This month, our health and wellness columnist Dr Andrea Lim lists down some of the popular diet options and if they really work.
There seems to be a new diet craze every week, endorsed by Hollywood A-listers or celebrity trainers, which promise to miraculously melt fat and make us live longer without any effort on our part.
This month, let’s take a look at some popular diets and my verdicts on them.
The term ‘cleanse’ has been used in many a diet, and they mean many different things; from replacing a meal or two a day with a vegetable or fruit smoothie for example, to drinking peppered water for a couple weeks.
Verdict: There is no firm research that backs these cleanse-type diets. The very basis of detoxifying your body with these drinks is doubtful at best—as your kidneys, liver and intestines have natural mechanisms that perform that very function. The idea that downing some concoction to further better that purpose is appealing perhaps but unlikely.
Famously popularised by the Duchess of Cambridge for her wedding preparation, the Dukan diet is a variation of the equally popular Atkins diet—basically a low-carbohydrate, high protein diet that comprises 4 phases. Vegetables and fat are banned in the first phase, and dieters are allowed a list of 72 foods. The rules ease up as the diet progresses.
Verdict: Effective for rapid weight loss, but unsustainable and also nutritionally unbalanced. Vitamin and fibre supplements might be required. Also, it is a restrictive diet and difficult to adhere to.
Also known as the Caveman diet. Paleo followers preach the benefits in returning to our ancestral habits, and this plan involves plenty of lean meat, eggs, fruits, vegetables, nuts and seeds—imagine you lived in prehistoric times and had to hunt and gather—you get the idea. Dairy, wheat, refined sugar, potatoes, salt or anything that is processed if off limits. There is no calorie-counting involved in the Paleo diet.
Verdict: It can be a restrictive plan as there are many food groups excluded in it. Some adaptations of the diet are less strict and could be a good option for some. If you want to copy our ancestors, perhaps a better way to start is by simulating their activity levels instead.
A version of Intermittent Fasting, or IF to its devout followers. On the 5:2 plan, you eat normally for 5 days of the week, and fast on the other two. Other IF variations include the 20:4 (20 hours fasted, 4 hours eating); 16:8 (16 hours fasted; 8 hours eating); you get the gist. Fans of IF claim significant weight loss, and also cite benefits such as improved lifespan and protection against degenerative brain diseases such as dementia.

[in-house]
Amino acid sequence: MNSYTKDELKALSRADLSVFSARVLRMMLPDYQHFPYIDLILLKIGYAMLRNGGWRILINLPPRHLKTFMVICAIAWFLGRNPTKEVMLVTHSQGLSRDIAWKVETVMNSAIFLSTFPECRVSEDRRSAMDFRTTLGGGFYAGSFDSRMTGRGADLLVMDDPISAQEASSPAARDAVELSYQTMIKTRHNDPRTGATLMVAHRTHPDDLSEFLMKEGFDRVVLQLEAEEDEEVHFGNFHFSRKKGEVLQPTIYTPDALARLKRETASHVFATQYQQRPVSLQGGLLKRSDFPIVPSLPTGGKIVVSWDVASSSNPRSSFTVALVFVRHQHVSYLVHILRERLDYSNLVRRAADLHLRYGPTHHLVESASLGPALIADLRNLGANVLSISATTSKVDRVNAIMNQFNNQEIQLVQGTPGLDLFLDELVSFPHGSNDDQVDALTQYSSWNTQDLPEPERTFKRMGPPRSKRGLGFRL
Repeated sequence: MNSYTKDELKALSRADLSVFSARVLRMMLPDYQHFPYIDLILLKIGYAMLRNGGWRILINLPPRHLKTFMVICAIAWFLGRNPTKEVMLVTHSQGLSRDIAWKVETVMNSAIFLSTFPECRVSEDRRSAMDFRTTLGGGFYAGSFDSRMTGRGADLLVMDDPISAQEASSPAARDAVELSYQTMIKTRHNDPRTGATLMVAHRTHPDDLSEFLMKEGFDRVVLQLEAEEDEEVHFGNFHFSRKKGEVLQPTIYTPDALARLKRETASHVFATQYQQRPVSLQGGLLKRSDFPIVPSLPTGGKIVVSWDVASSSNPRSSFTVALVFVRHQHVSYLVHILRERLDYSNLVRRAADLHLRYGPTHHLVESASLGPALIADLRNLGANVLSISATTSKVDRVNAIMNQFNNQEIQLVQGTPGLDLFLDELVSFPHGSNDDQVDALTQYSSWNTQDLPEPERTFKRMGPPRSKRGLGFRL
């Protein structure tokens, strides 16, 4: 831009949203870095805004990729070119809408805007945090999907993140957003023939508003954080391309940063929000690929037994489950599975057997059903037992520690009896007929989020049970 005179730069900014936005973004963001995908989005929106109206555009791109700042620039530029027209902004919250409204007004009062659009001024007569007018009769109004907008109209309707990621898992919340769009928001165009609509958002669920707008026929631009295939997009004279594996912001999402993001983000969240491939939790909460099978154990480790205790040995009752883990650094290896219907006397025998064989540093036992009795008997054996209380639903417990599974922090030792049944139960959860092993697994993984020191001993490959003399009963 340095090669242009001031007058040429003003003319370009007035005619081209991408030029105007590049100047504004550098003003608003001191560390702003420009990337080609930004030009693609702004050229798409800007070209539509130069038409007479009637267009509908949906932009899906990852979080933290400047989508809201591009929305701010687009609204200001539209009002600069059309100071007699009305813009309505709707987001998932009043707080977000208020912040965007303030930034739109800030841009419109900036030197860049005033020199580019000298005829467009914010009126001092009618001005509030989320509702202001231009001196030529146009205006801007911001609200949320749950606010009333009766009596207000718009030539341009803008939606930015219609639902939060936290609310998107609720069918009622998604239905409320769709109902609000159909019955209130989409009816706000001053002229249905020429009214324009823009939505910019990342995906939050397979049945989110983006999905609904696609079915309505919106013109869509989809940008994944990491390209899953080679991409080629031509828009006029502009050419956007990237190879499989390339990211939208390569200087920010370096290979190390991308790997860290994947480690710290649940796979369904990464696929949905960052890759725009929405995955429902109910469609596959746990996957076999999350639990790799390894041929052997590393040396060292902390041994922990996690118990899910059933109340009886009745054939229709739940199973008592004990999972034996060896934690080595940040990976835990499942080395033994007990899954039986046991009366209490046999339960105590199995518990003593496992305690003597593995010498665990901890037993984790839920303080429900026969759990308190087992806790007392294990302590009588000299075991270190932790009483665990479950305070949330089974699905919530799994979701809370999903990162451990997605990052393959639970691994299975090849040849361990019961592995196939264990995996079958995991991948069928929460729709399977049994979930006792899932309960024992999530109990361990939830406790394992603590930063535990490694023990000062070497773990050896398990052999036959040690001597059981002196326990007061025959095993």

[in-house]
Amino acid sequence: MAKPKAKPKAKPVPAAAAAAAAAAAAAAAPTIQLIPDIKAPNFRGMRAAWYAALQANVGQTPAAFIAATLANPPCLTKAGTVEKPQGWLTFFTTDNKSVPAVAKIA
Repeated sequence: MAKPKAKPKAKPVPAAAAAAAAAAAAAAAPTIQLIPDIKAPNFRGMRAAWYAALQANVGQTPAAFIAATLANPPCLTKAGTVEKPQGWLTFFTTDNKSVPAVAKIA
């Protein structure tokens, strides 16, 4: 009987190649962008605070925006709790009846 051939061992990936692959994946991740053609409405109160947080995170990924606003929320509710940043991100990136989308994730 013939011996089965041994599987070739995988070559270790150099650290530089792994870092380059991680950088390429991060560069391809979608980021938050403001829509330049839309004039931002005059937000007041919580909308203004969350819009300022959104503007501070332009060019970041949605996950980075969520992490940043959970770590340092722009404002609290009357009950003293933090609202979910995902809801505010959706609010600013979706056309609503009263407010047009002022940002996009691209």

Verdict: You have more hours in your day (or week) where you do not eat on an IF plan, which means a calorie-reduction, which means weight loss. Some variations of this diet are safer and easier to follow than others. It may not be suitable for those with eating disorders such as bulimia, and definitely not for diabetics.
The basis of this plan is that the modern-day diet causes our bodies to produce too much acid, which turns into fat. This acid is also thought to cause arthritis, osteoporosis, and several other health conditions. There is a list of acid-producing foods to be avoided, which include meat, wheat, grains, dairy, caffeine, alcohol and refined sugar. Alkaline foods, which consist of fruits and vegetables are on a good list. The aim is to balance the pH (acidity levels) in our bodies.
Verdict: The pH in our bodies is managed internally regardless of what we eat. There is no hard science for the basis of the plan, however, the general eating principles of the diet, which advise cutting down on processed foods and sugar, and increasing fruit and vegetable intake are good ones.
Blood type diet
Sometimes known as Eat Right for Your Type diet, this plan advocates eating certain foods based on your blood group: A, B AB or O. It is thought that each blood type digests lectins, or food proteins, in a different manner; and that eating the wrong foods for your body will cause negative effects.
Verdict: This diet cuts out food groups and could potentially be nutritionally damaging. There is currently no firm research to back the plan up. The advice however, to keep active is of course, sound.
With a perfect combination of charismatic beauty, grace and intelligence, Dr Andrea Lim is a firm believer in the values of hard work and dedication. Besides working in her family business, KL Sogo, the medical degree holder is also a partner in her husband’s health and fitness venture, Peak Fitness.
To get in touch with her, please email firstname.lastname@example.org.
In one of her previous columns, Dr Andrea debunks some common myths and conceptions on health.